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Harold E. Stassen - national political leader, president of the University of Pennsylvania, and later, perennial candidate for public office - was born on April 13, 1907 in West St. Paul, Minnesota to William Andrew Stassen, a farmer, and Elsie Emma Mueller. Stassen's political aspirations began early in his life. He graduated from high school at the age of fifteen and entered the University of Minnesota a year later. While in school, he served as president of the student body and chairman of the Minnesota Young Republican League, an organization that he founded and would later draw from as his political base.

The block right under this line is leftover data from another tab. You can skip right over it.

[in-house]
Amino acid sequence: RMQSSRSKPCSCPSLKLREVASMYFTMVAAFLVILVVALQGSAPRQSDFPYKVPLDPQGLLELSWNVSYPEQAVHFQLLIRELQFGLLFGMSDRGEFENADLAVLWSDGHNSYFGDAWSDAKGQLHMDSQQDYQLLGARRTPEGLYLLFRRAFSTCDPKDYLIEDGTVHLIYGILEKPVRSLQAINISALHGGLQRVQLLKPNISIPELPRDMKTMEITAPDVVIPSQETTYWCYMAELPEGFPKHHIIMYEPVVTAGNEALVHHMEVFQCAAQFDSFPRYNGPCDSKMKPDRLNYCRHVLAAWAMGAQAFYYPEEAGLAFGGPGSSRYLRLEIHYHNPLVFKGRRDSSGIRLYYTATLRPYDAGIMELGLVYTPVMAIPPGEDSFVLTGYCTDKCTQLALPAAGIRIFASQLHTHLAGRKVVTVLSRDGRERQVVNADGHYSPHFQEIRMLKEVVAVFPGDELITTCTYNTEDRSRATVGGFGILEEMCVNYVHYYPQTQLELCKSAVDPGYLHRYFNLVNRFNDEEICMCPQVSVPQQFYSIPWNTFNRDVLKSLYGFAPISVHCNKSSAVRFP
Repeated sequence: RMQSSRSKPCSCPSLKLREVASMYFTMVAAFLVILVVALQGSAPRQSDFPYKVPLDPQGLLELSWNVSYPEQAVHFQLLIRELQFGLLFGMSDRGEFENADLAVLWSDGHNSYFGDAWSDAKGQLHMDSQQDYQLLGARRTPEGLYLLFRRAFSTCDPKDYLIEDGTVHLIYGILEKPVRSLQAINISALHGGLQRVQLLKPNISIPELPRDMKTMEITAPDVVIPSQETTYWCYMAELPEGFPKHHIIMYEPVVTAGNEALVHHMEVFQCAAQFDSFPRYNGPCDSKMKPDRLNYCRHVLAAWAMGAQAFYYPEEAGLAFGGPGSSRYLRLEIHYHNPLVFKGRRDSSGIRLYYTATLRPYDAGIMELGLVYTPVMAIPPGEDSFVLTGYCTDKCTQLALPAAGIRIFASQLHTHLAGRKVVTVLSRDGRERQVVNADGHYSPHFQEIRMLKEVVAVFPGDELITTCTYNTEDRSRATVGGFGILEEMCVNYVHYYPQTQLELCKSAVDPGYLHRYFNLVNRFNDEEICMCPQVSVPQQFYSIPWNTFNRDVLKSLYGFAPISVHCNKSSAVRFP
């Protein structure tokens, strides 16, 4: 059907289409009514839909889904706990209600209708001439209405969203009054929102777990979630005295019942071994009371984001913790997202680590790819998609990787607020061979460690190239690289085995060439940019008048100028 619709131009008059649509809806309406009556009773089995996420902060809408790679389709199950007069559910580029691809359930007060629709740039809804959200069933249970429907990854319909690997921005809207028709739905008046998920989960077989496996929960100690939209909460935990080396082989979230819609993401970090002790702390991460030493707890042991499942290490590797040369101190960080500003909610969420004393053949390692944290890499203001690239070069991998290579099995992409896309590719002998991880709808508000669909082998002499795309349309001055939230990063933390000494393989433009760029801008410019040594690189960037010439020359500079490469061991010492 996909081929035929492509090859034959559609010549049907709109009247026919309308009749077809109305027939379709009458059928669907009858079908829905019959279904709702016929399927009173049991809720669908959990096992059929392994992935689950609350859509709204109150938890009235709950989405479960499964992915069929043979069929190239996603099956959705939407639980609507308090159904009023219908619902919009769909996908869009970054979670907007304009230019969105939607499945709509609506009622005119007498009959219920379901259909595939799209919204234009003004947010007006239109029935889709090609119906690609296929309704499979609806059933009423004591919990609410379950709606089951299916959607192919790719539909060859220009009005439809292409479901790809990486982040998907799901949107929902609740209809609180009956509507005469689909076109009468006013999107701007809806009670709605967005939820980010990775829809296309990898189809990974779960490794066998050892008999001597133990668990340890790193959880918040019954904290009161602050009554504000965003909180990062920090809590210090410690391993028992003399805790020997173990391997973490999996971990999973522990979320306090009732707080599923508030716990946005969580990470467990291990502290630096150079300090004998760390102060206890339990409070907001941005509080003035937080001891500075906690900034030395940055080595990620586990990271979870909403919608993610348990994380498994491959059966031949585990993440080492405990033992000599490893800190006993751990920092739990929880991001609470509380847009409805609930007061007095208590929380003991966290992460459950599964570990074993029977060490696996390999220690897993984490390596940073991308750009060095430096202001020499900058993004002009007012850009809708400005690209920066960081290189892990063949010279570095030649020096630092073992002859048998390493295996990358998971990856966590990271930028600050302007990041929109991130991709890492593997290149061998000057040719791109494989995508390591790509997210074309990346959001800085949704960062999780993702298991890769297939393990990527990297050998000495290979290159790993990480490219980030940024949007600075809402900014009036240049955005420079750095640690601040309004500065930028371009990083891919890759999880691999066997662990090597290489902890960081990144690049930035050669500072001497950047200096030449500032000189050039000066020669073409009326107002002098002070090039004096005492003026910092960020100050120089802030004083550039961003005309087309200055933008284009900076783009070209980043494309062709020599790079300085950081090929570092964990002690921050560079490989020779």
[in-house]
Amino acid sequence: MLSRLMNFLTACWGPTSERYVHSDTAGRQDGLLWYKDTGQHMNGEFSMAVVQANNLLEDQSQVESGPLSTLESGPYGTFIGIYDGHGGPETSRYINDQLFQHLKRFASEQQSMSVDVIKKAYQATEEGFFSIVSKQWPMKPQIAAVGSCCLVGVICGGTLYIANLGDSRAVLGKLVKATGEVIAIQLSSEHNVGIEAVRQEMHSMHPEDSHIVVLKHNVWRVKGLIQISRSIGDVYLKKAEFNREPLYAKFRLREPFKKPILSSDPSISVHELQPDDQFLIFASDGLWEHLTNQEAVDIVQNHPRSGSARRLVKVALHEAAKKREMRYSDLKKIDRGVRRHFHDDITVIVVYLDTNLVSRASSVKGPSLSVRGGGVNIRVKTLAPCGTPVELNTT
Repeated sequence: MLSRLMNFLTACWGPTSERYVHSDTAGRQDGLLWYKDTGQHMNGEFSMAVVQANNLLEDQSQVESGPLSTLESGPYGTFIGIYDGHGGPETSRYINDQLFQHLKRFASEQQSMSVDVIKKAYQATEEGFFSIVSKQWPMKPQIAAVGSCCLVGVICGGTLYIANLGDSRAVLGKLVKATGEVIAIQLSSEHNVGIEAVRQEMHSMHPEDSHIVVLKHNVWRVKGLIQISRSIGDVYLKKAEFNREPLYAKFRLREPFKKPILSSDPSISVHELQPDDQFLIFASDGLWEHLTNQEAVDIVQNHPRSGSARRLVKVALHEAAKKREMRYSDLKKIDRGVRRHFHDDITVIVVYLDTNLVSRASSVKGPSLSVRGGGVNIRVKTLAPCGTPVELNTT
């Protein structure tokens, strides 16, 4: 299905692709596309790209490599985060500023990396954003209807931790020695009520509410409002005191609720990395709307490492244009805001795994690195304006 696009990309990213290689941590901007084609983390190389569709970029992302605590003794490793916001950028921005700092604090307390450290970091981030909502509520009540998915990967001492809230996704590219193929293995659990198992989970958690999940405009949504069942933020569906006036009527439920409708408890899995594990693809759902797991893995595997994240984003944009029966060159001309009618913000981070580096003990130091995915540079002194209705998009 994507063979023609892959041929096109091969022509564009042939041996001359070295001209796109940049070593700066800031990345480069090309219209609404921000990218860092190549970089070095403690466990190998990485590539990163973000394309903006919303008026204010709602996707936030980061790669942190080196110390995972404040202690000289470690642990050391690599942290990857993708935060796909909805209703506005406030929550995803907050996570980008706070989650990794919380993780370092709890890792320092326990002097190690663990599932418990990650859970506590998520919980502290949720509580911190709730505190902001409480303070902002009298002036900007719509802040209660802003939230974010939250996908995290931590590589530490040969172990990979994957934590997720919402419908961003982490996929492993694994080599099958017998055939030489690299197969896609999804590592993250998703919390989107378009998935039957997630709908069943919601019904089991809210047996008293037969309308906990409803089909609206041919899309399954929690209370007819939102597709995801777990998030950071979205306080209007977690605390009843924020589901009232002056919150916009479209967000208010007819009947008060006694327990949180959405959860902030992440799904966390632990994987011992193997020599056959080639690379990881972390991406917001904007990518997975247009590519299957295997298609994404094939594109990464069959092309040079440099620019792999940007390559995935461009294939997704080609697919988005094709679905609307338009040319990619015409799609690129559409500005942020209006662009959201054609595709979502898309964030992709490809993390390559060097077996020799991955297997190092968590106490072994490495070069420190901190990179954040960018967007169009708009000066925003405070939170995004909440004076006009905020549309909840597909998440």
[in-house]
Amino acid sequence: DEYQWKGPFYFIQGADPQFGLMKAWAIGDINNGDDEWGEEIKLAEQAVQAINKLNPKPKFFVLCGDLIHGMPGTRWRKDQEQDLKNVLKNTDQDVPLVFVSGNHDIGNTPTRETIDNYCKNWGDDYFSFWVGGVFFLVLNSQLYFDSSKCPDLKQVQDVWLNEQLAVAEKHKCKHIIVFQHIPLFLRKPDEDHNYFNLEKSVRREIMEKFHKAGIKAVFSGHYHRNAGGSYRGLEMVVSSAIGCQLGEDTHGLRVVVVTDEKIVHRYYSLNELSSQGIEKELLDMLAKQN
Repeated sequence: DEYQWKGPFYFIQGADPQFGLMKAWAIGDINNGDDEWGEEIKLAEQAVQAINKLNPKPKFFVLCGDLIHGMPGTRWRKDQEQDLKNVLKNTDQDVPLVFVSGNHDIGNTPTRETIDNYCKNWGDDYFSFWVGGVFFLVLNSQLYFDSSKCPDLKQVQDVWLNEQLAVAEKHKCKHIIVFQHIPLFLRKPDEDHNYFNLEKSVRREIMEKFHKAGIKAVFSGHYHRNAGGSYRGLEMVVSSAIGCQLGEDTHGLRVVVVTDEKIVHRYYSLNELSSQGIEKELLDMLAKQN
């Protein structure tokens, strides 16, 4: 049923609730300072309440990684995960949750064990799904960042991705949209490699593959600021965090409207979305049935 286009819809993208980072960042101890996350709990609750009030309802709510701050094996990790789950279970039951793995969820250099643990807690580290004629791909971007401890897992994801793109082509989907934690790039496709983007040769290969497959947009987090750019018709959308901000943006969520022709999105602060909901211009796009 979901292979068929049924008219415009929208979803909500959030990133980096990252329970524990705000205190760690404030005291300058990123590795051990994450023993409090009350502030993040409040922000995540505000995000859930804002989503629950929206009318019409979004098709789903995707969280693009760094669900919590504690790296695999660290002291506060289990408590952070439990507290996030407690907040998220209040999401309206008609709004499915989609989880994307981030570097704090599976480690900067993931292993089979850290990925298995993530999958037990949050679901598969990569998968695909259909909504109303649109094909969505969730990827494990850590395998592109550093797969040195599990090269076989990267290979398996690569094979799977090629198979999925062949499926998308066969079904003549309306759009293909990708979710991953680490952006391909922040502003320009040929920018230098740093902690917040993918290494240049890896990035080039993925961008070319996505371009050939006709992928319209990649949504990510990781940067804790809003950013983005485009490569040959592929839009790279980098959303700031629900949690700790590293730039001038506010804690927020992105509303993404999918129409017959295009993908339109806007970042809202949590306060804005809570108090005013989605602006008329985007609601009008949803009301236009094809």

Upon completion of his undergraduate degree, Stassen entered the University of Minnesota's law school, graduating in 1929. Almost immediately, Stassen and a classmate opened law offices in South St. Paul. In the same year, Stassen made the first move in a political career that was as remarkable for its early triumphs as it was bewildering in its string of later defeats. He won the race for Dakota County attorney (located just south of Minneapolis-St. Paul), assuming office at the age of twenty-three and holding the post through a series of reelections.